Some, however, see the changeover as reflective of poorly performing deals from Boston Ventureâs previous fund. âGenerally, there were some funds that were put to work in 1998, 1999 and 2000 that, frankly, because of 9/11 and the recession, didnât turn out so great,â says another source. âIn the case of Boston Ventures, the new fund that they have raised (about $400 million), which closed about six months ago, is about half the value of the previous fund due to that fundâs poor performance. When you have a smaller fund, you need to reduce the partnership proportionally.â One of Boston Venturesâ better deals was the sale of its minority stake in World Publications to the Bonnier Group in May 2006. In 2001, observers questioned its acquisition of Northstar Travel Media, which Boston Ventures put back on the block this spring.
The fact that private equity founders are looking to move on can sometimes be a positive thing, according to Oakstreet Media CEO and former VSS managing partner Tom Kemp. âPrivate equity is a relatively new business, having started 20 to 25 years ago,â he explains. âThe guys who started some of the original groups like Boston Ventures were 45 years old or so at the time and now are 65, 70 years old. Whatâs happening with private equity partnerships right now is the natural progression and transition from one generation of partners to the next.â
Whether itâs because of poorly performing funds or personal decisions, some private equity groups falter and break up. New York City-based Seaport Capital is said to be breaking up as a partnership. Seaport invests in private companies with market capitalizations between $20 and $100 million and equity needs of $10 to $35 million. In February, Seaport sold Virgo Publishing to Arlington Capital Partners for an estimated $100 million.
âThese things happen, especially to relatively small partnerships,â one source says. âFor whatever reason, partners decide to go their separate ways and start their own funds and new companies.â Seaport Capital did not return requests for comment.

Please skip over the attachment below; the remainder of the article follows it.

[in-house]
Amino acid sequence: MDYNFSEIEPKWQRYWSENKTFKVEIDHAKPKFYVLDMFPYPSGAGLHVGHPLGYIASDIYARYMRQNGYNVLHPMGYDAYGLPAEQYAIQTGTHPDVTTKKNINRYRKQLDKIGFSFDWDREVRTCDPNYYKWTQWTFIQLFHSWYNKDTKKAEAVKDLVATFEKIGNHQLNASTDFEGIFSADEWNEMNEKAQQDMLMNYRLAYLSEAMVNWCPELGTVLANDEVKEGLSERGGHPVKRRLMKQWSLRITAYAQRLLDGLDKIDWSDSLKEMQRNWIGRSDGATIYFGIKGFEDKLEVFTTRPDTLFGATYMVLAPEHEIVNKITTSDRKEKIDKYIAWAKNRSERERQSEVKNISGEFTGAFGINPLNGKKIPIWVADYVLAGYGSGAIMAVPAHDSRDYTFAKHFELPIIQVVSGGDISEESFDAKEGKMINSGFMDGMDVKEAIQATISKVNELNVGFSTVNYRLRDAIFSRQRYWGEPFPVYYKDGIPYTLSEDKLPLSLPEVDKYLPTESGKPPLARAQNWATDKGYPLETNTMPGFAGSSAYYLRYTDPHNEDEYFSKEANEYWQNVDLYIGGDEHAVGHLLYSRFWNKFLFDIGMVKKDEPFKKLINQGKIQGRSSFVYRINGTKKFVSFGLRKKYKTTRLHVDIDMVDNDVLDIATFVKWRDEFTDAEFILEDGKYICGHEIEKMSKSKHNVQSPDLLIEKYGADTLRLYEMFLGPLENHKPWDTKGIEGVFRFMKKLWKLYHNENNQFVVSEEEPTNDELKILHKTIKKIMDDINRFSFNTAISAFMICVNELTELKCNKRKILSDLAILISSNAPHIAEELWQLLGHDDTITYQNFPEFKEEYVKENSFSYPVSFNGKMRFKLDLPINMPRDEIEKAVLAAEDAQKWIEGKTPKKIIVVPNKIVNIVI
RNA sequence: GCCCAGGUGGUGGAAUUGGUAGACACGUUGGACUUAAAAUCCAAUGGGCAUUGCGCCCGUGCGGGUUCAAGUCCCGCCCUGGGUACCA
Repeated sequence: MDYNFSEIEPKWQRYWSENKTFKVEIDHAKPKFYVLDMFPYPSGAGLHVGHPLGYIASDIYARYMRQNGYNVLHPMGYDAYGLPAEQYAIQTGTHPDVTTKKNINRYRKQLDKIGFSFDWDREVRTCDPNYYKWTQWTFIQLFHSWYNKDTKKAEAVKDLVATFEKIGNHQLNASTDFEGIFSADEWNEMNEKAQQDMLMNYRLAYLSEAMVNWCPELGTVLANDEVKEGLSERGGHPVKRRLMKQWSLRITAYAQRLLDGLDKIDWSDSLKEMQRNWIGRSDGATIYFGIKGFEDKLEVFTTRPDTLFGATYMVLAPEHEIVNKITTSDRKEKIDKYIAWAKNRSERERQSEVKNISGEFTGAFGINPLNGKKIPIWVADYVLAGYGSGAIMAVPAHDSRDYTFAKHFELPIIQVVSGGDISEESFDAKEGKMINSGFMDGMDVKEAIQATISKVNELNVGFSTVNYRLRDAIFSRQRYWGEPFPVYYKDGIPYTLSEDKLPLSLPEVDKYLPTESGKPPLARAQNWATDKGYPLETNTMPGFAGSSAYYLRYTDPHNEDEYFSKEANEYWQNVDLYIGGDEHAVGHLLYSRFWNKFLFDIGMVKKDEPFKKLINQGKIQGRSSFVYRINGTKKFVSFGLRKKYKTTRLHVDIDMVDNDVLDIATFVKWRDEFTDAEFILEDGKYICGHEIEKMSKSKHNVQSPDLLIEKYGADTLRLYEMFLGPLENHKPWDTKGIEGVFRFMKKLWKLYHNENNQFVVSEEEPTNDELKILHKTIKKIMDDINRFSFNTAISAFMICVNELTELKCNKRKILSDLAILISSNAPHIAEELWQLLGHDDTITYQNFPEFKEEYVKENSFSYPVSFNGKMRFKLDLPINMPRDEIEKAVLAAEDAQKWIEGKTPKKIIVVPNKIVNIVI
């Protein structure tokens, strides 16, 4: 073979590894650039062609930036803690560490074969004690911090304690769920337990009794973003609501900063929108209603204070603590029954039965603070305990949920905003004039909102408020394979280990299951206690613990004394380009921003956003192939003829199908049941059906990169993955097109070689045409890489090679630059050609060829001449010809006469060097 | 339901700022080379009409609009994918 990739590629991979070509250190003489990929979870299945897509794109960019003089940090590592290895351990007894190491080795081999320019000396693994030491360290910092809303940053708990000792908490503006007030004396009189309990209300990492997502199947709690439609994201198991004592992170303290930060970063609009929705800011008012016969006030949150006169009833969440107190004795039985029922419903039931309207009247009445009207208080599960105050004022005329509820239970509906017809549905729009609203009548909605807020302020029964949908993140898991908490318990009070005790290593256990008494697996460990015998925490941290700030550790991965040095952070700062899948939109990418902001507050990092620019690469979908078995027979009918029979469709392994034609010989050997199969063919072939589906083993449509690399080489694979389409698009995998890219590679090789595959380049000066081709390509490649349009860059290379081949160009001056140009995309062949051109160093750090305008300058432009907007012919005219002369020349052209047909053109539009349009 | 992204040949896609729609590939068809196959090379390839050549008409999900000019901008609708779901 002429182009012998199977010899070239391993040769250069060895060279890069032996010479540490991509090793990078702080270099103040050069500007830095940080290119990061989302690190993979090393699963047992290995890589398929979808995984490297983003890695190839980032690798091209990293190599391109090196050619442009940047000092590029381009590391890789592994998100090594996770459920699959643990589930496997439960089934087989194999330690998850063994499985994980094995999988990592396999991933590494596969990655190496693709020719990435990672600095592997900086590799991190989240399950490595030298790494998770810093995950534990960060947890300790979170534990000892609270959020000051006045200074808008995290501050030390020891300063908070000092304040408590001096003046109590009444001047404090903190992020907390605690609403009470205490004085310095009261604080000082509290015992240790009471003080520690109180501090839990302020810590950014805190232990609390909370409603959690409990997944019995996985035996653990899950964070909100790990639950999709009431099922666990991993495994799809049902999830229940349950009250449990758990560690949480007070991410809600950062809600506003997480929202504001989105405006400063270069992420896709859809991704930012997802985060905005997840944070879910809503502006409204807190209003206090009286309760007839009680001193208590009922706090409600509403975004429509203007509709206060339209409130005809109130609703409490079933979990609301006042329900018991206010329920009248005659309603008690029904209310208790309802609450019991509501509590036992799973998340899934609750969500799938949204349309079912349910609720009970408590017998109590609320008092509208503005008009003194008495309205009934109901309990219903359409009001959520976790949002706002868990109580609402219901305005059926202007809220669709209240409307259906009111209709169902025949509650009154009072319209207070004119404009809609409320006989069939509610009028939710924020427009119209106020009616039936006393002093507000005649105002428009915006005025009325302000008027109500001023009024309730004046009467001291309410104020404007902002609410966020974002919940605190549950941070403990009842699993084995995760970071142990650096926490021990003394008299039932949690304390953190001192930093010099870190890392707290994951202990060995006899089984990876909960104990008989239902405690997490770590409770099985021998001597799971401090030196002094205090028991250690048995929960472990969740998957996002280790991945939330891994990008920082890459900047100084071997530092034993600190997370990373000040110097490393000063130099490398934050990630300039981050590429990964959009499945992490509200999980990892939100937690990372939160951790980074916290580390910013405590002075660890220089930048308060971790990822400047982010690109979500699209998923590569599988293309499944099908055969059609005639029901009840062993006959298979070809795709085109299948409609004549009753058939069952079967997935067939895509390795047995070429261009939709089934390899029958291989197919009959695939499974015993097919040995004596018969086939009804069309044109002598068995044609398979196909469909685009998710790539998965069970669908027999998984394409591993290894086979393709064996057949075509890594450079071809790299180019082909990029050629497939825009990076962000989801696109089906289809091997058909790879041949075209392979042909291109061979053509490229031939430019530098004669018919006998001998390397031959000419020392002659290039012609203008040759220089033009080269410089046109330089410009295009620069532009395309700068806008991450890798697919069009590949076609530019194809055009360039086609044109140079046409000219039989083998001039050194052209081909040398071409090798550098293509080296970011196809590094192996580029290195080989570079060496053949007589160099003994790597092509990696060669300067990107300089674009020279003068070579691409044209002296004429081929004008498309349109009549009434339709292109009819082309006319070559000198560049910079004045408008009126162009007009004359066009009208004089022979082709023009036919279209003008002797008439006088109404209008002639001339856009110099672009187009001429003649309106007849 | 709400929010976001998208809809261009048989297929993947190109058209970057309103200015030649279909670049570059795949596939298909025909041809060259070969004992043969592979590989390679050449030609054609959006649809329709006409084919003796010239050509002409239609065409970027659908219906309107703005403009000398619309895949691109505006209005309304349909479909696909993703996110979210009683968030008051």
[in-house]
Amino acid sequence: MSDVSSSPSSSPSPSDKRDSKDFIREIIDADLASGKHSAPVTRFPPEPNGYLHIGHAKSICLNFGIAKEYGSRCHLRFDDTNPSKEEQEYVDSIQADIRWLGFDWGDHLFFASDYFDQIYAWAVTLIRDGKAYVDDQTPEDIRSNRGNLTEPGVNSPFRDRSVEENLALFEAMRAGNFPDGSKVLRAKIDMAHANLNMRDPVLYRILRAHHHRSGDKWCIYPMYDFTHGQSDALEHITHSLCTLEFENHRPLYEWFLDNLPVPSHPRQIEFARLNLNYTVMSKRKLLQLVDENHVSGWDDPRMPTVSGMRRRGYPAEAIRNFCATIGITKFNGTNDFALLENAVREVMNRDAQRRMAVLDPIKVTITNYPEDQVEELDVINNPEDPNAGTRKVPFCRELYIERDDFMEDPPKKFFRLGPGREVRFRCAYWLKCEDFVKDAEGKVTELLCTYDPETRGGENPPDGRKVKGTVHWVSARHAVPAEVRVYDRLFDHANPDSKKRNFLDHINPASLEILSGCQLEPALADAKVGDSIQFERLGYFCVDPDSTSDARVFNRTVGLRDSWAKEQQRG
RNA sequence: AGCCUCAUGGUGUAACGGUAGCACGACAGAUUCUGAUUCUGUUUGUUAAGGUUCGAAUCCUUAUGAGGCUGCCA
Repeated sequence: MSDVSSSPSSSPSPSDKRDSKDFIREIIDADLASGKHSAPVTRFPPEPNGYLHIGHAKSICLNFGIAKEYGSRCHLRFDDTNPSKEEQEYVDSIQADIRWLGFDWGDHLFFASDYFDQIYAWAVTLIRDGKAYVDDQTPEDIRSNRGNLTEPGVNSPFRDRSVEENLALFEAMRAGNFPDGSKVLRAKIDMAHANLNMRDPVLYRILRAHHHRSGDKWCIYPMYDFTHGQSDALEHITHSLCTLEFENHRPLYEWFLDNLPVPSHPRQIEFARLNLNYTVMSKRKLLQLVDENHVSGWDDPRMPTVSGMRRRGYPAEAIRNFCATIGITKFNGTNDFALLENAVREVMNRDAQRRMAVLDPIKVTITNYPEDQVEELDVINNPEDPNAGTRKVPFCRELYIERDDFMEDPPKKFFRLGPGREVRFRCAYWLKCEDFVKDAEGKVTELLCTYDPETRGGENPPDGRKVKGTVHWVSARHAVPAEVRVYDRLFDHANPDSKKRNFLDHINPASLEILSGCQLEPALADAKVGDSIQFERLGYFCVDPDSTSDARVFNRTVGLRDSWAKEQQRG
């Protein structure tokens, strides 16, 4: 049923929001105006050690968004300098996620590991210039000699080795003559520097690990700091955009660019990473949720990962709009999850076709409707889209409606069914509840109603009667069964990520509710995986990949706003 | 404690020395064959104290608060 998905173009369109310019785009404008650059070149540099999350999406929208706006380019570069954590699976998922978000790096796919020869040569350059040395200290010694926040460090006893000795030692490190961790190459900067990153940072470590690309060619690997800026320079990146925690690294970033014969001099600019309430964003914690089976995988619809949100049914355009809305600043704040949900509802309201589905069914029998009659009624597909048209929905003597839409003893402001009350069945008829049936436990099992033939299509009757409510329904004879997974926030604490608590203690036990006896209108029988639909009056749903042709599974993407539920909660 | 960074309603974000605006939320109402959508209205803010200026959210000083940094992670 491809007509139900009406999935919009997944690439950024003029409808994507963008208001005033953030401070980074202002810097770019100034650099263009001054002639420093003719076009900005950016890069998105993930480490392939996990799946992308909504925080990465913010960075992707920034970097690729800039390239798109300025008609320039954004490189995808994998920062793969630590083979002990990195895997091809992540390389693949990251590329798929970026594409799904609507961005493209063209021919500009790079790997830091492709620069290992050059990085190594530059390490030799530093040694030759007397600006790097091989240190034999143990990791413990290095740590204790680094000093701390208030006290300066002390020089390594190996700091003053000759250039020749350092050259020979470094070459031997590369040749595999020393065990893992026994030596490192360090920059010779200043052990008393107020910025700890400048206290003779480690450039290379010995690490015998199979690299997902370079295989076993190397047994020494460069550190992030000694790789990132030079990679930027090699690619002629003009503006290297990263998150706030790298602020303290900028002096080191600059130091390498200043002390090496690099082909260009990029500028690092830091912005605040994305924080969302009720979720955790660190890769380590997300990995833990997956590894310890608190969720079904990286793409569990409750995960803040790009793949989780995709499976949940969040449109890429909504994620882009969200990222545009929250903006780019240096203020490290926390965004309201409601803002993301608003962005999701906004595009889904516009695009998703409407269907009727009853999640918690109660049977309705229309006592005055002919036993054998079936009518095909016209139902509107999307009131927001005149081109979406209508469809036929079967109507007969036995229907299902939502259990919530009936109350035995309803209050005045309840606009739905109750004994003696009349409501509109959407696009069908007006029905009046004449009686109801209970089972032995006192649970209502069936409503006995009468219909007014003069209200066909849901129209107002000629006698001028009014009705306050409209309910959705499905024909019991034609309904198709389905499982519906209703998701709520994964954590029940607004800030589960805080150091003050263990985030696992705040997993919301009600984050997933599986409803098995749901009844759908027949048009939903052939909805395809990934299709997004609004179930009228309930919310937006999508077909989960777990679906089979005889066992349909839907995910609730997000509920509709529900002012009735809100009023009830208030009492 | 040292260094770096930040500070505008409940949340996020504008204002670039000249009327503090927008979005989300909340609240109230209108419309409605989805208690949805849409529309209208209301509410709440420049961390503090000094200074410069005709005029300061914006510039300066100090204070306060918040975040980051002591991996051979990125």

âGenerally speaking, private equity founders are entrepreneurial by nature,â says Greenberg. âThe fact that they move on after a successful run is common.â
Growth Prospects Will Drive Market
As private equity firms navigate their partnership transitions and begin managing smaller funds, industry players and observers are left wondering how magazine M&A will play out over the next year.
âThese partnership changes will have a negligible impact on media M&A,â says Seth Rosenfield, a director at BMO Capital Markets. âWhat will drive the market for the PE investor is leverage and growth prospects. The media business has proven that you can invest in companies below $10 million of EBITDA, between $10 and $30 million EBITDA, and north of $30 million EBITDA. Whether they have big funds or small funds I donât think it will have an impact.â
According to Kemp, private equity firms may start to hunker down, holding onto properties longer (at least in the short term) and manage their portfolios hoping that the cycle will change. âThe basic business private equity model is still very attractive and returns overall have been good,â he says. âWeâll see lower- to mid-market funds continue to be most active. While you can finance a $100 million now, the real trouble is with the $1 billion deals. Theyâre just not happening.â